The ice is being shoveled behind the bar. If I heard that sound alone, I would guess there to be a whole train boxcar of just ice behind the bar. It probably takes a whole boxcar to sustain the thirsts at this lobby oasis each day.

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“I traveled 86,000 miles with my dog,” says an author thrusting her business card into my hand. Jean Whatley doesn’t have time to chat with me, she has a private meeting in the lounge, but she wants me to inform you, the readers of this blog of her new travel memoir, “Off The Leash.”

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Northwestern Mutual is holding a conference. The attendees look like members of an ethnic tribe. They sport the longest multicolored lanyards I have ever seen. I talk to a few and they say that each year, they earn a new distinction in the company and that corresponds to receiving a new colored tag for their lanyard. You can tell who the tribal elders are: their lanyards nearly touch the floor as they walk.

 

 

 

 

 

 

 

 

 

 

 

 

 

 

 

 

 

 

Giardiniera

A yoga instructor and a fashion designer walk into the Pfister. They are from Portland. This is not a joke. Well, generic maybe it is. Kimberlee and Ashley pose with baby Quinn in front of the painting of kittens in a basket. Quinn wants to hold my hand (and her mother’s hand) so that she can walk down the hallway backwards. They inform me that walking backwards is a metaphor. Everything is a metaphor. I already observed and wrote about this (we think alike!), ed but they point out to me how the marble steps look just like salami. The meat steps look downright appetizing though they are vegans. “They just need to add some olives to these steps.” I think about the sandwiches my Italian-American mother packed for me as a kid and remember that there is an olive relish that tastes really good with this kind of salami (I have determined the steps are made of capicola my mother’s favorite salami, not genoa which is my favorite) but I cannot remember the name of the relish.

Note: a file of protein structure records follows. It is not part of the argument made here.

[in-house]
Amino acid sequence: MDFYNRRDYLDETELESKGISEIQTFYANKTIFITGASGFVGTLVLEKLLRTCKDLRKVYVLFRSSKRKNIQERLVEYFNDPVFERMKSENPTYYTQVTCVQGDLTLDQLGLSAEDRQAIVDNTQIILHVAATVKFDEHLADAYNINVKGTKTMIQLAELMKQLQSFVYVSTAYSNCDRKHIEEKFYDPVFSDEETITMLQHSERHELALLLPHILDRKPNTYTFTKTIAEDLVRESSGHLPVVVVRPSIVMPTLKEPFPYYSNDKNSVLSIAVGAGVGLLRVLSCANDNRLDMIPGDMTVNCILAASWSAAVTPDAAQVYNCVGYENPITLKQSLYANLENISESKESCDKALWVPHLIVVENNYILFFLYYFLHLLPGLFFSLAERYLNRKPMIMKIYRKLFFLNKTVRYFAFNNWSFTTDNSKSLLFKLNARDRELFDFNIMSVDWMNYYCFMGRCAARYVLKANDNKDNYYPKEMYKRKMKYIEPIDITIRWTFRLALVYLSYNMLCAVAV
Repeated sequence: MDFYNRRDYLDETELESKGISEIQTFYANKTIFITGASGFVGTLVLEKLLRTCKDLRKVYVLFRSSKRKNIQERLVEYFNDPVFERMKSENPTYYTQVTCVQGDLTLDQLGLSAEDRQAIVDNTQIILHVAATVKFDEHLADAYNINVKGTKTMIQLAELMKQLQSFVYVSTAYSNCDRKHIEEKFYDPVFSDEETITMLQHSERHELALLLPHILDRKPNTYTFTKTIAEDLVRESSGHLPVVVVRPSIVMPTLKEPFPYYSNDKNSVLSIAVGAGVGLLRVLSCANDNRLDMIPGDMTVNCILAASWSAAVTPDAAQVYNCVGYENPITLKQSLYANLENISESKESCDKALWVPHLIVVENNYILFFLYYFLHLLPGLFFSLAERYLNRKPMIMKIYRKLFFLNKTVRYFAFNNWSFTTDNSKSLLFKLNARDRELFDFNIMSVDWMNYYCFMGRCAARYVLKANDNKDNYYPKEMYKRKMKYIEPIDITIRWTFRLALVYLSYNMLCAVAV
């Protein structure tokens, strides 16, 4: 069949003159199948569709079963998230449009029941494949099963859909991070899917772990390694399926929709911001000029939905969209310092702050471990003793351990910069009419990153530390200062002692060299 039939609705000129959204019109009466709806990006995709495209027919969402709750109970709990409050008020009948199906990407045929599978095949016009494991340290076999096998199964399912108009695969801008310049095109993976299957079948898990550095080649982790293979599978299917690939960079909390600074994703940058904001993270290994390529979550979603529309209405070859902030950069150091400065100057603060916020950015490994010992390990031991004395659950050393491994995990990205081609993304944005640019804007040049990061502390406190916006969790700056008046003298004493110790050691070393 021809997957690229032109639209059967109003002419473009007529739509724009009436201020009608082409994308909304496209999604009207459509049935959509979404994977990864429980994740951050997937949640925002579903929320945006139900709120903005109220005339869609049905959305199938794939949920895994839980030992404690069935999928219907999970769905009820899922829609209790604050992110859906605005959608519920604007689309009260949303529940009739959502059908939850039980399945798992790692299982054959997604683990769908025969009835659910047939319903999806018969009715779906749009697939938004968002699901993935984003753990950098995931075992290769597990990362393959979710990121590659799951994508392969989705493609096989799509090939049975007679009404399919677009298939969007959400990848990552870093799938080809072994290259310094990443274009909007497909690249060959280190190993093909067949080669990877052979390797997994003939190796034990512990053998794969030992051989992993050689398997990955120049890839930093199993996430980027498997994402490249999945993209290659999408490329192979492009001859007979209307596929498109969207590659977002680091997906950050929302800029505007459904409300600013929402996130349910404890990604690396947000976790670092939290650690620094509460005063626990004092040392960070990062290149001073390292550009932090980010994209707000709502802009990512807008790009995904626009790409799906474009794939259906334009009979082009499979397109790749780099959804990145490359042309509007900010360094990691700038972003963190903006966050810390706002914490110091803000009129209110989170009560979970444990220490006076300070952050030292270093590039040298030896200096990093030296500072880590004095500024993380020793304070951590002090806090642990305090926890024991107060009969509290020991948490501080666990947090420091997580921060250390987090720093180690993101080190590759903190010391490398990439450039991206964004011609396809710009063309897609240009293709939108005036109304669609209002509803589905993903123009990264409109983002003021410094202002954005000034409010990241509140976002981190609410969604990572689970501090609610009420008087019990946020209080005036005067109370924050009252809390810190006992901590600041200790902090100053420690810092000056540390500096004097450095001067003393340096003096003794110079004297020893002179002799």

Hey, I need a refill on this tea I am drinking.

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In the café a woman wears a watermelon t-shirt and dines upon a fruit cup. On the table beside the fruit cup is a banana. Her sweater is pink and looks ripe. Her name is Donna.  She lives in Chicago but has come to stay at the Pfister every summer for the past 29 years to attend Festa Italiana. The woman is FBI, full-blooded Italian, third generation. She doesn’t know the language and has never visited Italy, but she does know that the fried calamari at Festa is delicious. But at Festa even the nightly fireworks are delicious.

Every summer she and her family will rent 3 or 4 rooms at the Pfister. This year her two daughters and their families will join her. A total of nine grandchildren will be present. To amuse the kids, Donna buys unusual graphic t-shirts (such as the watermelon shirt she currently sports that has tiny cartoon ants crawling on the sleeves) at Festa and only wears them once a year when she stays at the Pfister.